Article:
By John Allan (Chairman of Isokon Gallery Trust)
Hardback, 240 pages
The conservation of our Modern architectural heritage is a subject of vehement debate. When do buildings become old or significant enough to warrant special heritage status and protection? Should Modern listed buildings be treated differently from those of earlier periods? And what does all this mean for building users and owners, who might be better served if their buildings were less authentic, but more comfortable and usable?
Presenting a clear line of sight through these complex questions, this book explores the conservation, regeneration and adaptive re-use of Modern architecture. It provides a general grounding in the field, its recent history and current development, including chapters on authenticity, charters, listing and protection. Case studies drawing on the author's extensive practical experience offer valuable lessons learnt in the conservation of Modern heritage buildings.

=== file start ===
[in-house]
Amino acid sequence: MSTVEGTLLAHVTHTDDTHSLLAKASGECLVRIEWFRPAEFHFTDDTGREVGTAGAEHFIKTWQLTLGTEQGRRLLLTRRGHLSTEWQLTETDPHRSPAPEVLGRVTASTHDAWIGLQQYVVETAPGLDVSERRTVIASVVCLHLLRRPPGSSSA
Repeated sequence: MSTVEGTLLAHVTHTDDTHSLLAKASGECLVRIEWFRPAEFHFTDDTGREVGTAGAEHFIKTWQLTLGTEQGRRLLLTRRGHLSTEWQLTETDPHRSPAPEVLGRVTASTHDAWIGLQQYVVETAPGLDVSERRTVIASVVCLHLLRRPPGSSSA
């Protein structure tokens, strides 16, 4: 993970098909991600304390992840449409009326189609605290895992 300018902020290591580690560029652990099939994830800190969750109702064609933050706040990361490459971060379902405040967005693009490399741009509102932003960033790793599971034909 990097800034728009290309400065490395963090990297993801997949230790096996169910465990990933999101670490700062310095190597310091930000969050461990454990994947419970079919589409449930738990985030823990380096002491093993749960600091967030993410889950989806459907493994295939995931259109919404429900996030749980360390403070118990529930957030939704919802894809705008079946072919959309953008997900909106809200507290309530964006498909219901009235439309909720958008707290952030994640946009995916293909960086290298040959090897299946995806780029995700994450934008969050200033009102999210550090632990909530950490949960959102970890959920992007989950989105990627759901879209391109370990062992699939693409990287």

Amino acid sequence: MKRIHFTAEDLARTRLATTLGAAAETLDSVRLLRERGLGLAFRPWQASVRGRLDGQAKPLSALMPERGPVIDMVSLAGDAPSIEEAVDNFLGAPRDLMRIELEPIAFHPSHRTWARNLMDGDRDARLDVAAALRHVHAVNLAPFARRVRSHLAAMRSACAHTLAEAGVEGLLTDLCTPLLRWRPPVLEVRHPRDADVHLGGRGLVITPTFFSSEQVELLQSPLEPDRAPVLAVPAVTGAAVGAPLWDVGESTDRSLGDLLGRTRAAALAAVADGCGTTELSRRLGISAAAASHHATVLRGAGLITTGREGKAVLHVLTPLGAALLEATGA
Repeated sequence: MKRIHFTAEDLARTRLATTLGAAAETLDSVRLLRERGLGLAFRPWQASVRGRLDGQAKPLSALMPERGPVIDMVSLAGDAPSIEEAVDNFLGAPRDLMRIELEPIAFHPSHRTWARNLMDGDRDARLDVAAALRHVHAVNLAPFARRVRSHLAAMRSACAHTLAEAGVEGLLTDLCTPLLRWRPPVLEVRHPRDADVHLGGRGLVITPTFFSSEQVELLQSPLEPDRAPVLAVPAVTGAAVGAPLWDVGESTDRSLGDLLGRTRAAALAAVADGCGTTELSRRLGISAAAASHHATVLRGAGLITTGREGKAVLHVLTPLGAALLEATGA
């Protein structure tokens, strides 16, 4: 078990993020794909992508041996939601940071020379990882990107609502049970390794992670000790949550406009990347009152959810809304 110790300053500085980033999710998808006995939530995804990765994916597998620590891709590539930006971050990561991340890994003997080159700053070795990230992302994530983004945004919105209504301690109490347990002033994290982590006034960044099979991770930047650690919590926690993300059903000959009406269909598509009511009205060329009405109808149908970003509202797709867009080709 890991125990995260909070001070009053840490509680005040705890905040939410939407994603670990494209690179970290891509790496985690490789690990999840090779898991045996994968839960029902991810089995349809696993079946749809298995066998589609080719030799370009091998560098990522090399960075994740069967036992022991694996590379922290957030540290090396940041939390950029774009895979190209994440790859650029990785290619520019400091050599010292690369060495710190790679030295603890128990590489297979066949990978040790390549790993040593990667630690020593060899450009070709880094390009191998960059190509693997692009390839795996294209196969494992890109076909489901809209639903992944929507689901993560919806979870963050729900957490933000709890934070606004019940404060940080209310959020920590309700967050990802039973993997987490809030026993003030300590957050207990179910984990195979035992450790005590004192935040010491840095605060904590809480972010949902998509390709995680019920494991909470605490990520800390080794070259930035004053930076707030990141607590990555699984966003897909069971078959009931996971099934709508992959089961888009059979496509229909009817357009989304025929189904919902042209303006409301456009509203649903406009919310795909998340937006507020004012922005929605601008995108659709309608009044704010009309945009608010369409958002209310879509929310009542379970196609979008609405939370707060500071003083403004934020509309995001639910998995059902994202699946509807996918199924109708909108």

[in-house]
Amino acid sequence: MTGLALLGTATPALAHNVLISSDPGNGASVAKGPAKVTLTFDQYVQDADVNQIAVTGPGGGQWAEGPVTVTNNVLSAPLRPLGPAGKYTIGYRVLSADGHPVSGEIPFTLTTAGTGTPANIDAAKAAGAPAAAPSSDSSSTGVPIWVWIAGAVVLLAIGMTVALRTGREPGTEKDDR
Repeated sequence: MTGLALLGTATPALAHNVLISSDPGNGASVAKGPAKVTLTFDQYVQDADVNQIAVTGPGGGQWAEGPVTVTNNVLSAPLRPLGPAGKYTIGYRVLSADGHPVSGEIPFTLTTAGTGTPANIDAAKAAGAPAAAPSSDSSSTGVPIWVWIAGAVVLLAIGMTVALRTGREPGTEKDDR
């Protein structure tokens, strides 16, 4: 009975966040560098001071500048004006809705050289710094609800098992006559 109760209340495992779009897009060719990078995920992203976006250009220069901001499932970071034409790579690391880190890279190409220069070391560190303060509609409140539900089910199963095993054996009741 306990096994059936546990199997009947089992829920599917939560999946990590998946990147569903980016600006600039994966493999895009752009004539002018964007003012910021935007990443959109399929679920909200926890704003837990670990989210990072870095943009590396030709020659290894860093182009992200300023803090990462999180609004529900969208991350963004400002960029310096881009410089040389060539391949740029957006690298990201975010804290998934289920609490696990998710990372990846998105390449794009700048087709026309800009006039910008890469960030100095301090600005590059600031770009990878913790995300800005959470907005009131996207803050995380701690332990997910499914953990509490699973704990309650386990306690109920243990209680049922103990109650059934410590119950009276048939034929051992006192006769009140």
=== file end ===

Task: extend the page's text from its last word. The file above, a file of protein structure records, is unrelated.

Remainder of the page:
Looking beyond the specialist field of 'elite' heritage, Revaluing Modern Architecture also considers the changing culture of conservation for 'sub-iconic' buildings in relation to de-carbonisation and the climate emergency. It suggests how revaluing the vast legacy of modern architecture can help to promote a more sustainable future.
Features leading conservation projects, such as the celebrated Penguin Pool at London Zoo, Finsbury Health Centre by Lubetkin & Tecton and Wells Coates' Isokon (Lawn Road Flats), as well as previously unpublished projects. Analyses key Modern conservation controversies of recent years Illustrated with over 160 photos and drawings. An essential primer for architectural students and practitioners, academics, those employed in conservation and planning, property owners, developers, surveyors and building managers.